Education: Bachelor of Arts in criminal justice and psychology, Kentucky Wesleyan College, Owensboro, Kentucky; Master of Health Administration, University of Southern Indiana
Resume: Community group home manager, director and vice president of group home program, vice president of group homes and medical services, vice president of operations, (currently) president/CEO, Easterseals Rehabilitation Center (1988-present)
Hometown: Henderson, Kentucky
Few nonprofit agencies in Evansville cover as much territory as Easterseals, founded in 1946, which provides rehabilitative services to residents of at least 30 Tri-State counties, regardless of their ability to pay. CEO Kelly Schneider is leading Easterseals as it grows its mental health diagnostic and counseling outreach, while also maintaining its high-quality, well-known physical rehabilitation programs and other services.
What’s the most gratifying part about your work as Easterseals’ CEO?
There really are a lot of different things. Obviously, knowing the difference that we make in people’s lives every day and helping them be more independent, helping them reach whatever goals they have. I enjoy dealing with people in the community and talking to them about Easterseals. People have such a tremendous, positive attitude about Easterseals. I’m out in the community a lot, so I would say, at this point, that’s almost more gratifying than the work that we do every day. You can’t fulfill the mission without the fundraising, and the reputation and community support this organization has is just phenomenal.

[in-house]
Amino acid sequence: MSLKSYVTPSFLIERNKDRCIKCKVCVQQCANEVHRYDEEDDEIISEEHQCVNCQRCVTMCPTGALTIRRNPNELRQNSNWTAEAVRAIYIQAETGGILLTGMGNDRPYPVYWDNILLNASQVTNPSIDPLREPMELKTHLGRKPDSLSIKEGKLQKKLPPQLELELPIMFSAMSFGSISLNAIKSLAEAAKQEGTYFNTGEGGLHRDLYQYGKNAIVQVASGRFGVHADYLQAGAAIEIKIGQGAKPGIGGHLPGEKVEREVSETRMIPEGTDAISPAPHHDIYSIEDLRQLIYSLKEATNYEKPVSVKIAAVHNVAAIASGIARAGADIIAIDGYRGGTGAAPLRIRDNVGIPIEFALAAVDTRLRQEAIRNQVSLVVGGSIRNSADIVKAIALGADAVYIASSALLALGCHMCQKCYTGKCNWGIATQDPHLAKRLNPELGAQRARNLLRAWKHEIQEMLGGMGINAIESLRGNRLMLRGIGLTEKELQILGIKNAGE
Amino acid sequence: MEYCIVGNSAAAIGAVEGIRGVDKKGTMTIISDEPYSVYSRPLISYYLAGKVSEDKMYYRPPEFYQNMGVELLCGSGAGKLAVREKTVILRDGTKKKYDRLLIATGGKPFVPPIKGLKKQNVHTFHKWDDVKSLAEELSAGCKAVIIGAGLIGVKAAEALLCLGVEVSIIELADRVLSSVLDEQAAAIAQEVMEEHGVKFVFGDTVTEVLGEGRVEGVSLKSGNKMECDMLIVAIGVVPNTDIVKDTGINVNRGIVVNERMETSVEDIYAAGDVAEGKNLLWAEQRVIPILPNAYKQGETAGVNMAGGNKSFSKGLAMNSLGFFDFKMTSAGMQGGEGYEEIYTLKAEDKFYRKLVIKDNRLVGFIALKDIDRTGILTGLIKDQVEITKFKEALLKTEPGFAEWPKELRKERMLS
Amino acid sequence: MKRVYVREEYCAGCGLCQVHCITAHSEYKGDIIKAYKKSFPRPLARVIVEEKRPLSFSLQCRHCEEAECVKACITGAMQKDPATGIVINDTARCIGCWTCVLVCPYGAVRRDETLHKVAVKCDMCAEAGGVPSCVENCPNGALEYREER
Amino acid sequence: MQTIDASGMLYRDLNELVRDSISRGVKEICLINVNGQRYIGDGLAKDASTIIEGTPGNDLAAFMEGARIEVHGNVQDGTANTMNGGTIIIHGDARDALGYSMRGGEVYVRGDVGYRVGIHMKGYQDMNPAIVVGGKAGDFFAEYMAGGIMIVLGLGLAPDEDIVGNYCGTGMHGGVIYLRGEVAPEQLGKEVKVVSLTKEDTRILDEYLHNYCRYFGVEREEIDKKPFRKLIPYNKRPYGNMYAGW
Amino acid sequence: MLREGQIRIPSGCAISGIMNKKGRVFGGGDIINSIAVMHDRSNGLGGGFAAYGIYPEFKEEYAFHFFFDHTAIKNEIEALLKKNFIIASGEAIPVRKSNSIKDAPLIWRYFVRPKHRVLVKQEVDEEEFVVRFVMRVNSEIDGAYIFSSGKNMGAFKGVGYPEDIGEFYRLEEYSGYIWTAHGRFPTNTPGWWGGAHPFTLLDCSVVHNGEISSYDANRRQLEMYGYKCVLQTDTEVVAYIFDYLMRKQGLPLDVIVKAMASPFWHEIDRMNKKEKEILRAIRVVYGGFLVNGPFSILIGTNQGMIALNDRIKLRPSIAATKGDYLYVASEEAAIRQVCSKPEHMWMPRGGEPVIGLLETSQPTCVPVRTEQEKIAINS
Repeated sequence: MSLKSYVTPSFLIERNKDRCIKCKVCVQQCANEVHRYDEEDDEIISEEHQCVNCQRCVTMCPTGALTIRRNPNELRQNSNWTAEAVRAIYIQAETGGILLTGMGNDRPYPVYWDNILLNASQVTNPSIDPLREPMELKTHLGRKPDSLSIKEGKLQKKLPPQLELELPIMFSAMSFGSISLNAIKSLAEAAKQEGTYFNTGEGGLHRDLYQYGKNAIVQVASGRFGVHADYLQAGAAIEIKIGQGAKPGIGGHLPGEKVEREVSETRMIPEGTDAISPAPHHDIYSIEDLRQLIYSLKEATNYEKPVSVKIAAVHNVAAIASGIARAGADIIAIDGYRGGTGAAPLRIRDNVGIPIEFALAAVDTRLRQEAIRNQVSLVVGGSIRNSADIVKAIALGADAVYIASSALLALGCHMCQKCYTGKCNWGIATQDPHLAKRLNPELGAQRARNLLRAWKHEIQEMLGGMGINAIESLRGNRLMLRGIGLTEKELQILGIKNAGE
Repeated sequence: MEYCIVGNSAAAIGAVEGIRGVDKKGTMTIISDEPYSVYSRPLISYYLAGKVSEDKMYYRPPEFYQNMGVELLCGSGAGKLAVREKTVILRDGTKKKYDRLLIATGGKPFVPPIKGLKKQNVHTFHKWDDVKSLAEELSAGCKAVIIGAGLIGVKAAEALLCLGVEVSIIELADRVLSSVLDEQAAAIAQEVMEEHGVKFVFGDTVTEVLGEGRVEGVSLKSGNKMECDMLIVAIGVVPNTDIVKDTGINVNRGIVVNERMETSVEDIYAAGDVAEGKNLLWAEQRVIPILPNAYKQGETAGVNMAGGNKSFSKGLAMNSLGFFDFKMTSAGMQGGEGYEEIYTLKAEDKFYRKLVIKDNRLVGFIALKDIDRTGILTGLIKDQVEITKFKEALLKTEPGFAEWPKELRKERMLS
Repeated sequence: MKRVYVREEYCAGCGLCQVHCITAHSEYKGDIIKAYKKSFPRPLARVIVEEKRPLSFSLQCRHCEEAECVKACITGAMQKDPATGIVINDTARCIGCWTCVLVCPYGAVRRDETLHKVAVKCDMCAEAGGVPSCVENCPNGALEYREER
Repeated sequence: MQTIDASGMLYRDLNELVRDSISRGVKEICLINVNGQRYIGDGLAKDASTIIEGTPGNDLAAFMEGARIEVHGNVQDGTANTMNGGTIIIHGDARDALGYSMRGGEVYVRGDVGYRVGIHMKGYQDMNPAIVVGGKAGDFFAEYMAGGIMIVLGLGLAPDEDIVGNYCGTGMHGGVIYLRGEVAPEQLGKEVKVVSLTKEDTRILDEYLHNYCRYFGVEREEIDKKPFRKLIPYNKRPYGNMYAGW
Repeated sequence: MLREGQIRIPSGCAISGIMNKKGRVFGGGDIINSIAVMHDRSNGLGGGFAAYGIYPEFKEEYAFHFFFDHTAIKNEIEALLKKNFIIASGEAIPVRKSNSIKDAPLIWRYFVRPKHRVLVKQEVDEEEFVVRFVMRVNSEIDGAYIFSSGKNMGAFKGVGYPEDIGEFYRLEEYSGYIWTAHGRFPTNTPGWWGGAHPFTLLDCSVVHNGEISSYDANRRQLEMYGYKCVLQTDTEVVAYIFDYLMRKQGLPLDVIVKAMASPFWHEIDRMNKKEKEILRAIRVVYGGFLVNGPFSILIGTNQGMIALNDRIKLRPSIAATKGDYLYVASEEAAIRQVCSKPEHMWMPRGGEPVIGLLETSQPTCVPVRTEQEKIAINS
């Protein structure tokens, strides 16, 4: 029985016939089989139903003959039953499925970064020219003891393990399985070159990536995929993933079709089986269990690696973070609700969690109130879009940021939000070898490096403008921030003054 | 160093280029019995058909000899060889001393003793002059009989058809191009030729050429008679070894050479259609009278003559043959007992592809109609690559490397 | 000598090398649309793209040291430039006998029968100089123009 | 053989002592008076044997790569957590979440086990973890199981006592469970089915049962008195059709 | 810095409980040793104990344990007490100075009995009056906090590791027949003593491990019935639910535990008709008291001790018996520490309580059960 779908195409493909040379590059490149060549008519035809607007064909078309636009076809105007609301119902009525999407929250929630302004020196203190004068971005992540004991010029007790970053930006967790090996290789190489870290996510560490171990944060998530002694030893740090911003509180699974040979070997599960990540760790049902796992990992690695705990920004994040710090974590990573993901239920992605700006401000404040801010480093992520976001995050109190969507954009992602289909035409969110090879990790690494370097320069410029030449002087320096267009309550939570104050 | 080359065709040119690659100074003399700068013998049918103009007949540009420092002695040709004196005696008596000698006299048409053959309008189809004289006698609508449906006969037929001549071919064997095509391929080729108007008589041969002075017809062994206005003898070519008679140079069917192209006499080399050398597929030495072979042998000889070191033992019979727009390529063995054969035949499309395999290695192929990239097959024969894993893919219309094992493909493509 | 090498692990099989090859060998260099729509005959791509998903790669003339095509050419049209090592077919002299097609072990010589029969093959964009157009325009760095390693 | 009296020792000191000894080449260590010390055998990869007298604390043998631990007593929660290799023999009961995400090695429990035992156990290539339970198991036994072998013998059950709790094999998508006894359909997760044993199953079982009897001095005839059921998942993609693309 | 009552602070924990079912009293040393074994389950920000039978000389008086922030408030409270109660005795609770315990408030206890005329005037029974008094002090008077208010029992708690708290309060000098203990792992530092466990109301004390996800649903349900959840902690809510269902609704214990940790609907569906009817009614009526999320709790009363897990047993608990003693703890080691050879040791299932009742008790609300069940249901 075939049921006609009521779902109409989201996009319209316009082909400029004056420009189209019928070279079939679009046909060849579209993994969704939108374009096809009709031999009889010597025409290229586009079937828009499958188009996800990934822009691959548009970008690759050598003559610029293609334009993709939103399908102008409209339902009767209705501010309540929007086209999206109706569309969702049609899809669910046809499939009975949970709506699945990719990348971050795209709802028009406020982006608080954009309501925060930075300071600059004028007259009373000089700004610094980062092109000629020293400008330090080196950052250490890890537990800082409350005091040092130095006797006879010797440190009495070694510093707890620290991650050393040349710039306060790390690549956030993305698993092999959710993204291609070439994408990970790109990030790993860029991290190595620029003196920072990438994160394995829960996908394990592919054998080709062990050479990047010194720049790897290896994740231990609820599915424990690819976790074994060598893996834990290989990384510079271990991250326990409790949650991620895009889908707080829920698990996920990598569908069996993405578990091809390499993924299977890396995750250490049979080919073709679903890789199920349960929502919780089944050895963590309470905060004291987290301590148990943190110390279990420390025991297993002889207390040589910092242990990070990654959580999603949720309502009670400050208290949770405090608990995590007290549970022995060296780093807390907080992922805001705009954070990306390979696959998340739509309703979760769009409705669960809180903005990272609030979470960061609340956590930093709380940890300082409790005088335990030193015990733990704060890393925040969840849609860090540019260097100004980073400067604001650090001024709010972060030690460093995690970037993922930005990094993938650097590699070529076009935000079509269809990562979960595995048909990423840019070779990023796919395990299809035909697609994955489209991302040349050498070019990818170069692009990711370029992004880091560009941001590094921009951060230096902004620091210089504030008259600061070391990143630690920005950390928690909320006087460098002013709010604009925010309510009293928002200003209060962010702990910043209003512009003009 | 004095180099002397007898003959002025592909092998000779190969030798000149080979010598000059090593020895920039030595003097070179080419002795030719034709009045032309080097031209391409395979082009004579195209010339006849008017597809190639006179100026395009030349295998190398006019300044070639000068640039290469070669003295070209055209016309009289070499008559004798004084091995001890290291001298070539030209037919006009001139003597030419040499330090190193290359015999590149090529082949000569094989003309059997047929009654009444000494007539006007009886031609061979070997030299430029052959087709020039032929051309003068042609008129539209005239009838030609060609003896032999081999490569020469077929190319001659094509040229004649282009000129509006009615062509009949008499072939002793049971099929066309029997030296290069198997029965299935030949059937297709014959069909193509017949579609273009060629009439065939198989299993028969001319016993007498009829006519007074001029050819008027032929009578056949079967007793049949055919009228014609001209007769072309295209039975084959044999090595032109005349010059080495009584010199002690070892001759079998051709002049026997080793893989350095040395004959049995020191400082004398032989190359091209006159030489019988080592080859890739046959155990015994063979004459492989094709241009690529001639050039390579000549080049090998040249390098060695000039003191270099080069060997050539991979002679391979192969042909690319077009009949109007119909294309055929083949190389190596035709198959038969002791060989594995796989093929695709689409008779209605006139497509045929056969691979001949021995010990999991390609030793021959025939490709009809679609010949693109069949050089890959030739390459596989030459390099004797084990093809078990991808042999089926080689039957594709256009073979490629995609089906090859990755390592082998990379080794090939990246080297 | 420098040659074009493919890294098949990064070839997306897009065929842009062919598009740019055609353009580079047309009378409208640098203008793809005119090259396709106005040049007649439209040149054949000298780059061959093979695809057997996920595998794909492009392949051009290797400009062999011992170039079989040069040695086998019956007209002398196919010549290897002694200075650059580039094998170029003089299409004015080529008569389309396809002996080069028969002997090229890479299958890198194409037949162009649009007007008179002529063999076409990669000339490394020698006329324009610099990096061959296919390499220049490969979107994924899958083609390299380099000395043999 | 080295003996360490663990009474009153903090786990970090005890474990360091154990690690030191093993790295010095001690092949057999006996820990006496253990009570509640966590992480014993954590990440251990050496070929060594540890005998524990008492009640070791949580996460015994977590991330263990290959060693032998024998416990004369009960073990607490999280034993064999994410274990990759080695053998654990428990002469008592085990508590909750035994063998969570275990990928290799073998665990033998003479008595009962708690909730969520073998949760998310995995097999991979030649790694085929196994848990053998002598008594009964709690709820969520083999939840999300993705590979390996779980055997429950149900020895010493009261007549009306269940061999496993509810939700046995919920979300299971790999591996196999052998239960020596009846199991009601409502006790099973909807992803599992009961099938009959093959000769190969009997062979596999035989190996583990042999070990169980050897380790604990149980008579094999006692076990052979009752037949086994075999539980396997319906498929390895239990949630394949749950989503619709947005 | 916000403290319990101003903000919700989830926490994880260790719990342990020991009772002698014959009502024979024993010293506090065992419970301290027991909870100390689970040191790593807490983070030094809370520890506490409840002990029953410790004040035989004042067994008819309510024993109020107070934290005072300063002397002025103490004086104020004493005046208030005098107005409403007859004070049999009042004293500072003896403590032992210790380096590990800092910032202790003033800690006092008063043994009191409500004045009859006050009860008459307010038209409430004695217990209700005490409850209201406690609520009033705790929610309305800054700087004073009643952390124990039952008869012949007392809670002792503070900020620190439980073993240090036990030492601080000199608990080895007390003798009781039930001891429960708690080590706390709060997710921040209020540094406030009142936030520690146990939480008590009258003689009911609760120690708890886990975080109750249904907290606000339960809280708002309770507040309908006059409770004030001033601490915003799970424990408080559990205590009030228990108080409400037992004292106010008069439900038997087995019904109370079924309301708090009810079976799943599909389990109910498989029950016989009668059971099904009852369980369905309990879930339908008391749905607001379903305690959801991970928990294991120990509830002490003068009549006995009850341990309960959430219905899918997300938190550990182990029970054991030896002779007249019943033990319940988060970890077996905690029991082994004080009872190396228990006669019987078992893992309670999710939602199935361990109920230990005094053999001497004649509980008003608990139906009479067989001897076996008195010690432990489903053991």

How has Easterseals’ mission expanded?
Our core services are physical therapy, occupational therapy, speech therapy, and audiology, and that’s very important. But the mental health aspects that go along with that are also very important. And, as we know, the need has increased so much. So, we made the decision in 2017 to expand that program based on the needs in the community. We created a doctoral level internship program under the supervision of Dr. Jim Schroeder. That program has two goals — to provide more services to many more children now, and to train the providers of the future, because we know there are not enough psychologists in this area. Southern Indiana particularly has a very low number of clinical psychologists per capita compared to the rest of the state.
Tell us about the ensuring the future campaign.
Our goal is to ensure that people at all income levels have access to the highest quality of clinical services in psychology. What sets us apart is the psychological testing we do. There’s counseling available, but if you don’t have the right diagnosis, counseling’s not going to help you. We knew when we started that program that we were providing that service — like our other clinical services — regardless of ability to pay. We knew that was going to increase our need for fundraising. We knew we could not provide that underwriting by just raising more money the traditional way. We decided we needed a campaign to raise restricted funds that will support mental health expansion exclusively, so we’re not detracting from other core services we’re most known for and that we know are so important. This campaign will allow us to continue to have the doctoral level internship program, and even continue to grow it.
Where does the campaign stand?
The goal is $5 million. We are at about a little more than 80 percent of goal. The last part is always the hardest to raise, but we’re blessed with some really good benefactors, and we are counting on more support to help us achieve this goal. The community always comes through, and so far, people have responded really well. Everybody knows the need. We’d love to finish by the end of the year, but I think we’re probably looking at the first quarter of next year.